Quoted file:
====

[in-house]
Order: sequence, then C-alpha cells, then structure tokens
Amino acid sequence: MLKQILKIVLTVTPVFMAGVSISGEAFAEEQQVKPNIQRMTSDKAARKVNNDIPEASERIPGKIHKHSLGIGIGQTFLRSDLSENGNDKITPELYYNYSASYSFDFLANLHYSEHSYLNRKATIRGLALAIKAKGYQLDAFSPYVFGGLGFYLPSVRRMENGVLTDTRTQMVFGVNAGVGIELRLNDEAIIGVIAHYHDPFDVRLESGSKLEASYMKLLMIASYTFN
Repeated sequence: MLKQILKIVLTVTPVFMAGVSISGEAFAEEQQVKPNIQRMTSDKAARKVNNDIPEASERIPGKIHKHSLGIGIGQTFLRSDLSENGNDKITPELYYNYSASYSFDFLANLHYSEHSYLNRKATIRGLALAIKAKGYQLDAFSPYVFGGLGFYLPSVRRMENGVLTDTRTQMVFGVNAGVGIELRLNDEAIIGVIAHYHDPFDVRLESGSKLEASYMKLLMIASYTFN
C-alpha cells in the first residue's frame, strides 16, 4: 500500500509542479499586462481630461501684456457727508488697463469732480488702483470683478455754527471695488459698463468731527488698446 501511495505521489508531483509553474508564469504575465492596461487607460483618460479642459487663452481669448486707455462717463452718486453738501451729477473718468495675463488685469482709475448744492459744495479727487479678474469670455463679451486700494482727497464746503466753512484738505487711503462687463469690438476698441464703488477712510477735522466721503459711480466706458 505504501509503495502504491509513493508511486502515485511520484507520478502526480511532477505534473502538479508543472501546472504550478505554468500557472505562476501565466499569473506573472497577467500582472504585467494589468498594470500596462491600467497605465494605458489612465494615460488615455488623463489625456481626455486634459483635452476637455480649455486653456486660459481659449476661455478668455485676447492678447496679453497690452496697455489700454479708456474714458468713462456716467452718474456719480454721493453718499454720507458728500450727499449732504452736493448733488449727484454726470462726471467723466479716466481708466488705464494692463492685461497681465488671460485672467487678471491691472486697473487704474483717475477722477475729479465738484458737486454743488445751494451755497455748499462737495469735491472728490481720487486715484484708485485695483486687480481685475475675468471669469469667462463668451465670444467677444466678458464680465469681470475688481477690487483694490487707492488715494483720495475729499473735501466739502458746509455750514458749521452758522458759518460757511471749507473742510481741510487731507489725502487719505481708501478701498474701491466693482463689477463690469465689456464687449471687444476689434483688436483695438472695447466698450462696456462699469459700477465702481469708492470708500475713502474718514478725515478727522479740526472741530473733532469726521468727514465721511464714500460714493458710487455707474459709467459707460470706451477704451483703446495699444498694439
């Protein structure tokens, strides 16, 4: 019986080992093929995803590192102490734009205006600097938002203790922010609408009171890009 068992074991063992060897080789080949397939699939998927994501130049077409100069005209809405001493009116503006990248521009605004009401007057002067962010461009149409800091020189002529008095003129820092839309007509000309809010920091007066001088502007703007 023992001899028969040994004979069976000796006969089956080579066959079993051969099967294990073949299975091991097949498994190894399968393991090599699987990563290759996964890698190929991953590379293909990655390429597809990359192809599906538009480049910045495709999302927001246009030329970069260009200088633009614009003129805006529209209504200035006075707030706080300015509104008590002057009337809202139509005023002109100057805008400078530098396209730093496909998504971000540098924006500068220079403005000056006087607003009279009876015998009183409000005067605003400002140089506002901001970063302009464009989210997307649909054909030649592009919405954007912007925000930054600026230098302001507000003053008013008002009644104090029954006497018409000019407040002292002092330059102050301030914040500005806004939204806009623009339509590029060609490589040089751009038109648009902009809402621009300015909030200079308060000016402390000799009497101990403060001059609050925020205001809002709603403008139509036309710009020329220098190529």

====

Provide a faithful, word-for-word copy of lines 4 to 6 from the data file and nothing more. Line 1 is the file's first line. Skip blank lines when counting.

Repeated sequence: MLKQILKIVLTVTPVFMAGVSISGEAFAEEQQVKPNIQRMTSDKAARKVNNDIPEASERIPGKIHKHSLGIGIGQTFLRSDLSENGNDKITPELYYNYSASYSFDFLANLHYSEHSYLNRKATIRGLALAIKAKGYQLDAFSPYVFGGLGFYLPSVRRMENGVLTDTRTQMVFGVNAGVGIELRLNDEAIIGVIAHYHDPFDVRLESGSKLEASYMKLLMIASYTFN
C-alpha cells in the first residue's frame, strides 16, 4: 500500500509542479499586462481630461501684456457727508488697463469732480488702483470683478455754527471695488459698463468731527488698446 501511495505521489508531483509553474508564469504575465492596461487607460483618460479642459487663452481669448486707455462717463452718486453738501451729477473718468495675463488685469482709475448744492459744495479727487479678474469670455463679451486700494482727497464746503466753512484738505487711503462687463469690438476698441464703488477712510477735522466721503459711480466706458 505504501509503495502504491509513493508511486502515485511520484507520478502526480511532477505534473502538479508543472501546472504550478505554468500557472505562476501565466499569473506573472497577467500582472504585467494589468498594470500596462491600467497605465494605458489612465494615460488615455488623463489625456481626455486634459483635452476637455480649455486653456486660459481659449476661455478668455485676447492678447496679453497690452496697455489700454479708456474714458468713462456716467452718474456719480454721493453718499454720507458728500450727499449732504452736493448733488449727484454726470462726471467723466479716466481708466488705464494692463492685461497681465488671460485672467487678471491691472486697473487704474483717475477722477475729479465738484458737486454743488445751494451755497455748499462737495469735491472728490481720487486715484484708485485695483486687480481685475475675468471669469469667462463668451465670444467677444466678458464680465469681470475688481477690487483694490487707492488715494483720495475729499473735501466739502458746509455750514458749521452758522458759518460757511471749507473742510481741510487731507489725502487719505481708501478701498474701491466693482463689477463690469465689456464687449471687444476689434483688436483695438472695447466698450462696456462699469459700477465702481469708492470708500475713502474718514478725515478727522479740526472741530473733532469726521468727514465721511464714500460714493458710487455707474459709467459707460470706451477704451483703446495699444498694439
């Protein structure tokens, strides 16, 4: 019986080992093929995803590192102490734009205006600097938002203790922010609408009171890009 068992074991063992060897080789080949397939699939998927994501130049077409100069005209809405001493009116503006990248521009605004009401007057002067962010461009149409800091020189002529008095003129820092839309007509000309809010920091007066001088502007703007 023992001899028969040994004979069976000796006969089956080579066959079993051969099967294990073949299975091991097949498994190894399968393991090599699987990563290759996964890698190929991953590379293909990655390429597809990359192809599906538009480049910045495709999302927001246009030329970069260009200088633009614009003129805006529209209504200035006075707030706080300015509104008590002057009337809202139509005023002109100057805008400078530098396209730093496909998504971000540098924006500068220079403005000056006087607003009279009876015998009183409000005067605003400002140089506002901001970063302009464009989210997307649909054909030649592009919405954007912007925000930054600026230098302001507000003053008013008002009644104090029954006497018409000019407040002292002092330059102050301030914040500005806004939204806009623009339509590029060609490589040089751009038109648009902009809402621009300015909030200079308060000016402390000799009497101990403060001059609050925020205001809002709603403008139509036309710009020329220098190529």